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Browsing named entities in Horace Greeley, The American Conflict: A History of the Great Rebellion in the United States of America, 1860-65: its Causes, Incidents, and Results: Intended to exhibit especially its moral and political phases with the drift and progress of American opinion respecting human slavery from 1776 to the close of the War for the Union. Volume II.. You can also browse the collection for August 4th or search for August 4th in all documents.

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ver was now falling fast, threatening to greatly impair the efficiency of our fleet, the siege of Vicksburg was abandoned, under instructions from Washington, and Capt. Farragut dropped down the river, reaching New Orleans on the 28th, with the greater part of his fleet. Gen. Williams, with his soldiers, debarked on the way at Baton Rouge; he resuming command of that post. Rumors of a meditated attack in force by the enemy were soon current; and hence the General had, on the afternoon Aug. 4. prior to its occurrence, warned his subordinates to be ready and watchful, so as not to be surprised next morning. The Rebels had been assured by their spies that our men were mostly sick in hospital, which was measurably true; but regiments that numbered but 150 on parade, counted 500 on the battlefield. The Rebel force had been organized for this effort at Tangipahoa, 60 miles north-eastward, and 78 N. N. W. of New Orleans. It consisted of 13 regiments, and must have considerably out
t include Gen. Wool's nor Gen. Burnside's force, then at or near Fortress Monroe. Upon a suggestion July 30. from Gen. Halleck at Washington that deserters had reported the Rebels moving southward of the James, leaving but a small force in Richmond, Gen. McClellan ordered Gen. Hooker, with his own division and Pleasanton's cavalry, to advance upon and seize Malvern Hill. Through the incompetency of his guides, Hooker's first attempt miscarried; but it was renewed the next night, August 4-5. and, notwithstanding the ample notice of it given to the enemy, proved an easy success; Hooker driving the Rebels from Malvern with a loss of barely 14, and taking 100 prisoners; Col. Averill, with part of Pleasanton's cavalry, pushing north to White Oak Swamp Bridge, driving thence the 10th Virginia cavalry and capturing 28 men and horses. This advance, promptly and vigorously followed up in force, would doubtless have placed McClellan in Richmond forthwith. But Gen. M. had already
antage; but Col. Stough, with 500 men, sent to Oldtown to intercept them, had there been routed, after a short skirmish; himself and 90 men being captured. The enemy retreated up the south branch of the Potomac, pursued by Averill, who struck Aug. 4. them near Moorefield, routing them, with a loss of but 50 on our side; Averill capturing their guns, wagons, and 500 prisoners. Gen. Grant had already sent Aug. 2. Sheridan to Washington, with intent to have him placed in charge of our distracted operations on the Potomac and Shenandoah; and he now came up Aug. 4. himself, to obtain, if possible, a better understanding of what was going on. In his conference with Hunter, that officer expressed a willingness to be relieved, if that were deemed desirable; and Grant at once telegraphed to Washington to have Sheridan sent up to Harper's Ferry; himself awaiting there that officer's arrival. An order soon appeared Aug. 7. appointing Maj.-Gen. Philip H. Sheridan commander of the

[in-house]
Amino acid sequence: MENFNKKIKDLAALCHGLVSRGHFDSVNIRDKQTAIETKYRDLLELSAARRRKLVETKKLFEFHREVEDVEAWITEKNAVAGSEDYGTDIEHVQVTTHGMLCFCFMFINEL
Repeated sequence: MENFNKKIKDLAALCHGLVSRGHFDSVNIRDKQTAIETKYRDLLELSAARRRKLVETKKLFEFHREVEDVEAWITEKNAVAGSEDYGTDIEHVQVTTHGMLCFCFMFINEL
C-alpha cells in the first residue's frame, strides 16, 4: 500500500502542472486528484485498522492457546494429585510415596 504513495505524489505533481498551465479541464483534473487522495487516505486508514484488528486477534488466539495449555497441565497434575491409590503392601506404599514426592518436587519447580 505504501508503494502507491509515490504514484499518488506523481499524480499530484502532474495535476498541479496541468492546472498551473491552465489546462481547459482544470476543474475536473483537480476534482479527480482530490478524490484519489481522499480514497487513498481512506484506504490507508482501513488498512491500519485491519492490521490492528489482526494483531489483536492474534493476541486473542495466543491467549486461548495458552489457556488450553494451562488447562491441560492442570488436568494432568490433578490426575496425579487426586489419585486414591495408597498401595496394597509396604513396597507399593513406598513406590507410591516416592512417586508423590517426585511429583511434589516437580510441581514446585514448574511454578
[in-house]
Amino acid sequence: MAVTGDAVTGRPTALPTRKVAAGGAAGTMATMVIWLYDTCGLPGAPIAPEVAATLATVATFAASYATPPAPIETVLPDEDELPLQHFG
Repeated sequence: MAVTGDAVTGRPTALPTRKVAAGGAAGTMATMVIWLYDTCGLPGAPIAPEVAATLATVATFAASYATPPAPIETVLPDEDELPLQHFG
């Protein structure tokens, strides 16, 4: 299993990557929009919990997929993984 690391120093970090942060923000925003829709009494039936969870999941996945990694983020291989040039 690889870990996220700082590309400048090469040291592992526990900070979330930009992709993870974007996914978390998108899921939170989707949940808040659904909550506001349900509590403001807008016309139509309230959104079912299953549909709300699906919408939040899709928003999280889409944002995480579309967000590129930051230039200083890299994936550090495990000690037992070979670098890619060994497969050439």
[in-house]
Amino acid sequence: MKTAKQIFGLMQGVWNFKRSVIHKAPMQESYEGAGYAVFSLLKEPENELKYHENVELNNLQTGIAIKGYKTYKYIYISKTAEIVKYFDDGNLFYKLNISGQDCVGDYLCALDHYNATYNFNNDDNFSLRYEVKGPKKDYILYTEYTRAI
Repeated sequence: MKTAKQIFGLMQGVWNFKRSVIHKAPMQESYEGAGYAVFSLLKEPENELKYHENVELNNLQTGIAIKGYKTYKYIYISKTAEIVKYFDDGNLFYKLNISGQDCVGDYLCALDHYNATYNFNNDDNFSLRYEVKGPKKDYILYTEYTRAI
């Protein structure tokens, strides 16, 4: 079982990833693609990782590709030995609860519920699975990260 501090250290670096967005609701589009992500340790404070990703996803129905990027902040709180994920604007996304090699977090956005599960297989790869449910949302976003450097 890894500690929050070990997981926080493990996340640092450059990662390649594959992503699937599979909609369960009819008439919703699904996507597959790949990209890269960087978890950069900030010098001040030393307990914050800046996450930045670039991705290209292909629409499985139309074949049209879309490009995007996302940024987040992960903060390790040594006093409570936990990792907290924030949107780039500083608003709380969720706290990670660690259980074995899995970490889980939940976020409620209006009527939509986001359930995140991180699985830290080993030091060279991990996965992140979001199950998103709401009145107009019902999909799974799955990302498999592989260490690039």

had decided to fight. Thrice his infantry assaulted July 14. our lines, and were each time repulsed with heavy loss; being finally driven from the field, leaving on it as many of his men killed or desperately wounded as the whole number of our killed, wounded, and missing. Gen. Smith made no farther advance; but there was a sharp, indecisive cavalry skirmish next day at Old Town creek; after which our army was withdrawn to the vicinity of Memphis ; whence Smith once more advanced, Aug. 4. with 10,000 men, by Holly Springs to the Tallahatchie; Aug. 17. but found. no enemy to fight, save a very small body of cavalry. Forrest's main body had been drawn off for service elsewhere. Smith remained in this region several days, and then returned to Memphis; whence he was soon called to the aid of Rosecrans in Missouri, as has already been stated. But while Smith was vainly hunting for Forrest in Mississippi, that chieftain reported himself in person at Memphis. Taking, 3,00
on-clads.Tecumseh, Com'r T. A. M. . Craven; Iron-clads.Manhattan, Com'r J. W. A. Nicholson; Iron-clads.Winnebago, Com'r T. H. Stevens; Iron-clads.Chickasaw, Lt.-Com'r T. H. Perkins. Gen. Canby had sent from New Orleans Gen. Gordon Granger, with a cooperating land force, perhaps 5,000 strong, which had debarked on Dauphine island, but which could be of no service for the present; and did not attempt to be. Pollard says that our fleet carried 200 guns with 2,800 men. Thursday, August 4, had been fixed on for the perilous undertaking; but, though the troops were on hand, the Tecumseh had not arrived; and — in contempt for the nautical superstition touching Friday--the attack was postponed to next morning ; when, at 5: o'clock, the wooden ships steamed up, lashed together in couples; the Brooklyn and Octorara leading, followed by the Hartford and Metacomet; the iron-clads having already passed the bar, and now advancing in line on the right, or between the fleet and Fo